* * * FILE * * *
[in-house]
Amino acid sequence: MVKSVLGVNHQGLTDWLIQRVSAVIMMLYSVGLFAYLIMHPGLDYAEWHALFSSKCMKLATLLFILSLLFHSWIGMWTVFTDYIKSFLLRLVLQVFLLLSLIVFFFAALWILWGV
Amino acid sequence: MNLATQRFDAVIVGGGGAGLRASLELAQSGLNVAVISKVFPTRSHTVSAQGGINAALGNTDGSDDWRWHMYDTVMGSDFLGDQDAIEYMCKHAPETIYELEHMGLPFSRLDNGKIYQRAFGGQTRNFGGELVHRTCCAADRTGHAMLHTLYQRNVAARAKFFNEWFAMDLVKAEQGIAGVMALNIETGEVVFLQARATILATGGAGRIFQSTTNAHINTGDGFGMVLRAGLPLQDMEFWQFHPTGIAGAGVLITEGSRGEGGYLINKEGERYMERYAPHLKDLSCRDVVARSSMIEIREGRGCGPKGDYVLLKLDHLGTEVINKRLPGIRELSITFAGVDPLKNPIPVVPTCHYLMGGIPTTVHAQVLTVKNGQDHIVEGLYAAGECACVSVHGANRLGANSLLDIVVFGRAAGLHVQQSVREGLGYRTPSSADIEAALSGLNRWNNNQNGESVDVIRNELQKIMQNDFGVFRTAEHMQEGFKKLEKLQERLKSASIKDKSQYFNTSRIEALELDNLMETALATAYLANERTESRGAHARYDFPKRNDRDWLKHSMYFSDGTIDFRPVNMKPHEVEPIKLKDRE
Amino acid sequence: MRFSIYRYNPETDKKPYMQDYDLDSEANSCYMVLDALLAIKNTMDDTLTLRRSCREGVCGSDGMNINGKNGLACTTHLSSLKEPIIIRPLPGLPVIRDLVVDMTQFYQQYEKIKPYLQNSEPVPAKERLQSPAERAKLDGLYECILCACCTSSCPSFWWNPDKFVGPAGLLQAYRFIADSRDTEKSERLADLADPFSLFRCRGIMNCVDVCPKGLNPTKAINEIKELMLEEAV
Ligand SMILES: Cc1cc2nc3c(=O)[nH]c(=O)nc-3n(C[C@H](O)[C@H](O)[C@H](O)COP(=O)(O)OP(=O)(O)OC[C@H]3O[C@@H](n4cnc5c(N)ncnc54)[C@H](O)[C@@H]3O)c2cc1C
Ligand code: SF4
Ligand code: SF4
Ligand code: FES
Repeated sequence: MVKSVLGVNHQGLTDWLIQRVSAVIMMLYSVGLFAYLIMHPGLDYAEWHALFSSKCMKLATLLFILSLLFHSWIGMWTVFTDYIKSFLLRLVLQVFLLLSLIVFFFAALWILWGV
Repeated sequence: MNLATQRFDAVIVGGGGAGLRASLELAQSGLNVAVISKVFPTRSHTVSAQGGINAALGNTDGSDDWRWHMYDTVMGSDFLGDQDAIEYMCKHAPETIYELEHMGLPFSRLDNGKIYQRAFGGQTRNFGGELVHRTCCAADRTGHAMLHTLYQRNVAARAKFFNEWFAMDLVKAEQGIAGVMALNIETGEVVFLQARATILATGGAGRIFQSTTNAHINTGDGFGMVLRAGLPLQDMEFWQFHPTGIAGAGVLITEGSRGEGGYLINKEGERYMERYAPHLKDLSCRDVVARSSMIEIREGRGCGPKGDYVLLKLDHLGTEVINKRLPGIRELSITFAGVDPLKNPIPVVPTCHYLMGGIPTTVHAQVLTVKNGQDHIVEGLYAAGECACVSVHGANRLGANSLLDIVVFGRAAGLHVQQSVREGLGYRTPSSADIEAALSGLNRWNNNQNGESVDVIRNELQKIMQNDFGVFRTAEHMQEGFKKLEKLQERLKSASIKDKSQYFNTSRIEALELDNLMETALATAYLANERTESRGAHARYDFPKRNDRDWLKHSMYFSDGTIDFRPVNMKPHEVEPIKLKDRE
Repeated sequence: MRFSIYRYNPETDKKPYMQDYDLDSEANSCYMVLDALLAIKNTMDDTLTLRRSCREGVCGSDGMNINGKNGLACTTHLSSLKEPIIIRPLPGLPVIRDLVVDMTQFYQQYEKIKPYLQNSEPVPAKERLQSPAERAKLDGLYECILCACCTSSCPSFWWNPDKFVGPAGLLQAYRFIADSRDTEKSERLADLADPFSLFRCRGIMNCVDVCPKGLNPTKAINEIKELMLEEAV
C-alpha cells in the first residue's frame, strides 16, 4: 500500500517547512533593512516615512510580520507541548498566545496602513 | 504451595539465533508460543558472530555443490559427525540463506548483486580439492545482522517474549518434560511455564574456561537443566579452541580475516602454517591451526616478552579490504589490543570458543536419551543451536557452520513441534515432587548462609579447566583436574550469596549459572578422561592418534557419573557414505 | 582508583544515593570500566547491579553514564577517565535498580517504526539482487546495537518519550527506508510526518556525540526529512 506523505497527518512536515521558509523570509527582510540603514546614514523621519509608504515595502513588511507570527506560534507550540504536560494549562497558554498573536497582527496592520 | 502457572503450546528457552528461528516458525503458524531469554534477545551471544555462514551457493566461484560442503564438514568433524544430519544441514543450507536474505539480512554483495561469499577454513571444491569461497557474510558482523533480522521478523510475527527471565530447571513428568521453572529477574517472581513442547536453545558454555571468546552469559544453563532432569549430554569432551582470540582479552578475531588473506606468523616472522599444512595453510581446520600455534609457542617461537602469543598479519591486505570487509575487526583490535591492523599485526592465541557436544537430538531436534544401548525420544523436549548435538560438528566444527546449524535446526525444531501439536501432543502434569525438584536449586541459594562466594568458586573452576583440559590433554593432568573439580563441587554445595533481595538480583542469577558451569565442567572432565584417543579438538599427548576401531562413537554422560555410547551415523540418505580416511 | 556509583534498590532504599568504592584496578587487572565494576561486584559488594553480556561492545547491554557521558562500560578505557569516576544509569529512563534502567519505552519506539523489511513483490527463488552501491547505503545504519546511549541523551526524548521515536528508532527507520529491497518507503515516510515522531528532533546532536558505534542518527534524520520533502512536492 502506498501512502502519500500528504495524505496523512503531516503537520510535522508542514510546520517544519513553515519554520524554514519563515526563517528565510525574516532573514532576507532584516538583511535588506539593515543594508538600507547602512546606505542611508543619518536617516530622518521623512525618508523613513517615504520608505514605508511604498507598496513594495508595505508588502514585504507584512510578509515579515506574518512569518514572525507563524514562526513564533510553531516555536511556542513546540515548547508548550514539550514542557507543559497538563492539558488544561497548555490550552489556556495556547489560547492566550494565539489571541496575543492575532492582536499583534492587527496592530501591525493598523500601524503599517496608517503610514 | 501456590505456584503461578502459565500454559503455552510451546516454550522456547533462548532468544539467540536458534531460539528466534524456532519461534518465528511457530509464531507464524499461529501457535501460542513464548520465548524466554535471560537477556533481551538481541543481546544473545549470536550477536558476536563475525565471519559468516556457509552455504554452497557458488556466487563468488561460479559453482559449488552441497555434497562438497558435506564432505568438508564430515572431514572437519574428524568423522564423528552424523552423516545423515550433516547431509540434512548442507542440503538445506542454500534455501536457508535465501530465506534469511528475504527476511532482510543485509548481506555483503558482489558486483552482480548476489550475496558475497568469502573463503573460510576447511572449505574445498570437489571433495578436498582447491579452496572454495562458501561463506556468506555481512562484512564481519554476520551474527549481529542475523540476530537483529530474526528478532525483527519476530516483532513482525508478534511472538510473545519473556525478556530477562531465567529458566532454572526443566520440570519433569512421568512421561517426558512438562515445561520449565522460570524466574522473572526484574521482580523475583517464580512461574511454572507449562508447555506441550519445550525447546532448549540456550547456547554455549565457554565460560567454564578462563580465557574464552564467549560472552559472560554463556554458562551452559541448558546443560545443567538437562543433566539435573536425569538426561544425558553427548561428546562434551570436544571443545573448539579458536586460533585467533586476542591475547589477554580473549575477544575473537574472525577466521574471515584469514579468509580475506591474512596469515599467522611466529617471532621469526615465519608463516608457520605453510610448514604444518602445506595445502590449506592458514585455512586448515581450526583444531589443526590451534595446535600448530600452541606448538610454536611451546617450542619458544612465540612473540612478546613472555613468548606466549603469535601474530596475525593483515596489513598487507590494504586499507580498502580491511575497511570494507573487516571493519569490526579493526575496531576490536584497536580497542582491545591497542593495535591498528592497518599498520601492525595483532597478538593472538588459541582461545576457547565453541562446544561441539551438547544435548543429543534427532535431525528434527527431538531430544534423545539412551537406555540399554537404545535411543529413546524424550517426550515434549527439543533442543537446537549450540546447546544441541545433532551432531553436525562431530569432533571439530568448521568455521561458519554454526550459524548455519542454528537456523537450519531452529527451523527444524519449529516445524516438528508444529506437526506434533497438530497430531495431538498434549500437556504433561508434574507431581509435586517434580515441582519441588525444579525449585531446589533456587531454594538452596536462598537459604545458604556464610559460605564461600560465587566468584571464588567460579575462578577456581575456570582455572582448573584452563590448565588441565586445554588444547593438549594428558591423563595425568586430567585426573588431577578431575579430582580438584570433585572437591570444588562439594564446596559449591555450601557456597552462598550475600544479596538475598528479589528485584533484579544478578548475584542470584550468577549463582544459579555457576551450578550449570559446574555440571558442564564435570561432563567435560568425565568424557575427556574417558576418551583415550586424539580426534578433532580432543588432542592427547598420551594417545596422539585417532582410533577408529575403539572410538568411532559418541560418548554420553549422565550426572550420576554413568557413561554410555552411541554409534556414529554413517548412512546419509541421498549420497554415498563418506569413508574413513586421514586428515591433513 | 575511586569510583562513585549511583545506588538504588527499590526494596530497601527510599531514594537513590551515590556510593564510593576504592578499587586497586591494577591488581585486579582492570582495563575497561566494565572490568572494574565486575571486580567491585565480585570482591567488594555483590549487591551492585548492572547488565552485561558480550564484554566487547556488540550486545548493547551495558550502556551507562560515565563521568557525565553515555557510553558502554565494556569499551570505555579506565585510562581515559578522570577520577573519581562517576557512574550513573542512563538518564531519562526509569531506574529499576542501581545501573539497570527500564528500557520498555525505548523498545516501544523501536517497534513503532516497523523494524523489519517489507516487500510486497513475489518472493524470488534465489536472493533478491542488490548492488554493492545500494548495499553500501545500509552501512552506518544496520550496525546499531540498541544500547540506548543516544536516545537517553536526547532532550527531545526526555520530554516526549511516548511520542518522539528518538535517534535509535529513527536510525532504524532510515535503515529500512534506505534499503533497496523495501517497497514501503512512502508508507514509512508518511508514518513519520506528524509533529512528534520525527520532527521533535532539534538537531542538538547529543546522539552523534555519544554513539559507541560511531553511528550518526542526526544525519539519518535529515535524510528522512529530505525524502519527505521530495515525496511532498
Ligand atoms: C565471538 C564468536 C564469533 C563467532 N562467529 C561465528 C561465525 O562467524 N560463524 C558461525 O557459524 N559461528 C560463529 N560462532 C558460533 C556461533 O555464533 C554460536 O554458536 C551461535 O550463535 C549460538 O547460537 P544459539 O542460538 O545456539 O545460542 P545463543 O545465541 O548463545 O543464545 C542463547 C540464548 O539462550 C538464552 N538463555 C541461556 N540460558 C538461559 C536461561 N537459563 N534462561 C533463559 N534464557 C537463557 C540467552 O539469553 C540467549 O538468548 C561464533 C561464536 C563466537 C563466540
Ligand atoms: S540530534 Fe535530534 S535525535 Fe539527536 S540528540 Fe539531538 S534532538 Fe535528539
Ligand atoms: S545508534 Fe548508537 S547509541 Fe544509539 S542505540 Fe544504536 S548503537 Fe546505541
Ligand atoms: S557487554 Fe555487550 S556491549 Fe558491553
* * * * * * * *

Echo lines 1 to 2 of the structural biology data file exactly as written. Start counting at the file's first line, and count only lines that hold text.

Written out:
[in-house]
Amino acid sequence: MVKSVLGVNHQGLTDWLIQRVSAVIMMLYSVGLFAYLIMHPGLDYAEWHALFSSKCMKLATLLFILSLLFHSWIGMWTVFTDYIKSFLLRLVLQVFLLLSLIVFFFAALWILWGV